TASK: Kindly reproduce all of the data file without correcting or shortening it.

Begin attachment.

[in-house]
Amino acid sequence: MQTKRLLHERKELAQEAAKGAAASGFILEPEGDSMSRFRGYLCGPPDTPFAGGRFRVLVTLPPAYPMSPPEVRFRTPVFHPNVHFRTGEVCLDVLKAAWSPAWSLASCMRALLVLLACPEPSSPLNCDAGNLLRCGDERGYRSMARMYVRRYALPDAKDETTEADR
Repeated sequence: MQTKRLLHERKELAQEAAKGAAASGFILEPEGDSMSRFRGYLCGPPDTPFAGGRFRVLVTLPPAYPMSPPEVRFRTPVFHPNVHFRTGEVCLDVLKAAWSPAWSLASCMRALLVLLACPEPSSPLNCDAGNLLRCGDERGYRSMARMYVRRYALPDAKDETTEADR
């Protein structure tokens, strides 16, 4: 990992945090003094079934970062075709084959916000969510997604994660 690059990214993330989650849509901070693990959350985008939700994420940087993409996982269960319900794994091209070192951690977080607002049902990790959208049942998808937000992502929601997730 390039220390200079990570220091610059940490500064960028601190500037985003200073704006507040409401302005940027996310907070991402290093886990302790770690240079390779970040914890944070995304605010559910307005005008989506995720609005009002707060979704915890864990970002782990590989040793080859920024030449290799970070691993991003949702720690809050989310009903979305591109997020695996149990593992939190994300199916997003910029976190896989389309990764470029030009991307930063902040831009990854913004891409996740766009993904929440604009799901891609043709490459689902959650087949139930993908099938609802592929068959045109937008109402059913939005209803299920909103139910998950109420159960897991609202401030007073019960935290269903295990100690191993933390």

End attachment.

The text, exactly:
[in-house]
Amino acid sequence: MQTKRLLHERKELAQEAAKGAAASGFILEPEGDSMSRFRGYLCGPPDTPFAGGRFRVLVTLPPAYPMSPPEVRFRTPVFHPNVHFRTGEVCLDVLKAAWSPAWSLASCMRALLVLLACPEPSSPLNCDAGNLLRCGDERGYRSMARMYVRRYALPDAKDETTEADR
Repeated sequence: MQTKRLLHERKELAQEAAKGAAASGFILEPEGDSMSRFRGYLCGPPDTPFAGGRFRVLVTLPPAYPMSPPEVRFRTPVFHPNVHFRTGEVCLDVLKAAWSPAWSLASCMRALLVLLACPEPSSPLNCDAGNLLRCGDERGYRSMARMYVRRYALPDAKDETTEADR
């Protein structure tokens, strides 16, 4: 990992945090003094079934970062075709084959916000969510997604994660 690059990214993330989650849509901070693990959350985008939700994420940087993409996982269960319900794994091209070192951690977080607002049902990790959208049942998808937000992502929601997730 390039220390200079990570220091610059940490500064960028601190500037985003200073704006507040409401302005940027996310907070991402290093886990302790770690240079390779970040914890944070995304605010559910307005005008989506995720609005009002707060979704915890864990970002782990590989040793080859920024030449290799970070691993991003949702720690809050989310009903979305591109997020695996149990593992939190994300199916997003910029976190896989389309990764470029030009991307930063902040831009990854913004891409996740766009993904929440604009799901891609043709490459689902959650087949139930993908099938609802592929068959045109937008109402059913939005209803299920909103139910998950109420159960897991609202401030007073019960935290269903295990100690191993933390």